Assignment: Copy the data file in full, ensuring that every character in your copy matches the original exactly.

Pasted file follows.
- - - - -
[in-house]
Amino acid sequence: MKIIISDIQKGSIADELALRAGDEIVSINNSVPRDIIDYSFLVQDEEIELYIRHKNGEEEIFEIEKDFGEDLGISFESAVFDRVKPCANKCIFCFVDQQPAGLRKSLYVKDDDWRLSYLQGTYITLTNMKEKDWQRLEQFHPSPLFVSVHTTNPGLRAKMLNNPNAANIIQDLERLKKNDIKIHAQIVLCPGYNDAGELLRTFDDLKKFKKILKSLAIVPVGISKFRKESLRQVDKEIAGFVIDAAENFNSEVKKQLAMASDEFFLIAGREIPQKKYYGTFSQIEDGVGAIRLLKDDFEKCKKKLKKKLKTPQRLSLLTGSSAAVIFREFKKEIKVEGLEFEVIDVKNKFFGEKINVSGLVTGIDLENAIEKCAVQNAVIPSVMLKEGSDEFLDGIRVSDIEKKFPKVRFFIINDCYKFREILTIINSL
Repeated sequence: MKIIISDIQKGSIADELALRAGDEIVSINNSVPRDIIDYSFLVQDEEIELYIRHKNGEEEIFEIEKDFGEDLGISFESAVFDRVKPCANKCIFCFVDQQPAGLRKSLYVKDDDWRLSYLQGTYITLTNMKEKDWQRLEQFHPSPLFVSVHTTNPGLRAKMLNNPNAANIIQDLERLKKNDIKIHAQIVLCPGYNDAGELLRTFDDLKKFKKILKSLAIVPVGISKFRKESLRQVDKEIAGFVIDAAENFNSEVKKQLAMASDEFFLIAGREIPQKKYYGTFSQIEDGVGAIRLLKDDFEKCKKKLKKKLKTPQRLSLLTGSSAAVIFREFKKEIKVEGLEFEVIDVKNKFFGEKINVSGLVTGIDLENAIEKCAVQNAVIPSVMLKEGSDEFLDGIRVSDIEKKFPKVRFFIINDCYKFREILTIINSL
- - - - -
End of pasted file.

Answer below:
[in-house]
Amino acid sequence: MKIIISDIQKGSIADELALRAGDEIVSINNSVPRDIIDYSFLVQDEEIELYIRHKNGEEEIFEIEKDFGEDLGISFESAVFDRVKPCANKCIFCFVDQQPAGLRKSLYVKDDDWRLSYLQGTYITLTNMKEKDWQRLEQFHPSPLFVSVHTTNPGLRAKMLNNPNAANIIQDLERLKKNDIKIHAQIVLCPGYNDAGELLRTFDDLKKFKKILKSLAIVPVGISKFRKESLRQVDKEIAGFVIDAAENFNSEVKKQLAMASDEFFLIAGREIPQKKYYGTFSQIEDGVGAIRLLKDDFEKCKKKLKKKLKTPQRLSLLTGSSAAVIFREFKKEIKVEGLEFEVIDVKNKFFGEKINVSGLVTGIDLENAIEKCAVQNAVIPSVMLKEGSDEFLDGIRVSDIEKKFPKVRFFIINDCYKFREILTIINSL
Repeated sequence: MKIIISDIQKGSIADELALRAGDEIVSINNSVPRDIIDYSFLVQDEEIELYIRHKNGEEEIFEIEKDFGEDLGISFESAVFDRVKPCANKCIFCFVDQQPAGLRKSLYVKDDDWRLSYLQGTYITLTNMKEKDWQRLEQFHPSPLFVSVHTTNPGLRAKMLNNPNAANIIQDLERLKKNDIKIHAQIVLCPGYNDAGELLRTFDDLKKFKKILKSLAIVPVGISKFRKESLRQVDKEIAGFVIDAAENFNSEVKKQLAMASDEFFLIAGREIPQKKYYGTFSQIEDGVGAIRLLKDDFEKCKKKLKKKLKTPQRLSLLTGSSAAVIFREFKKEIKVEGLEFEVIDVKNKFFGEKINVSGLVTGIDLENAIEKCAVQNAVIPSVMLKEGSDEFLDGIRVSDIEKKFPKVRFFIINDCYKFREILTIINSL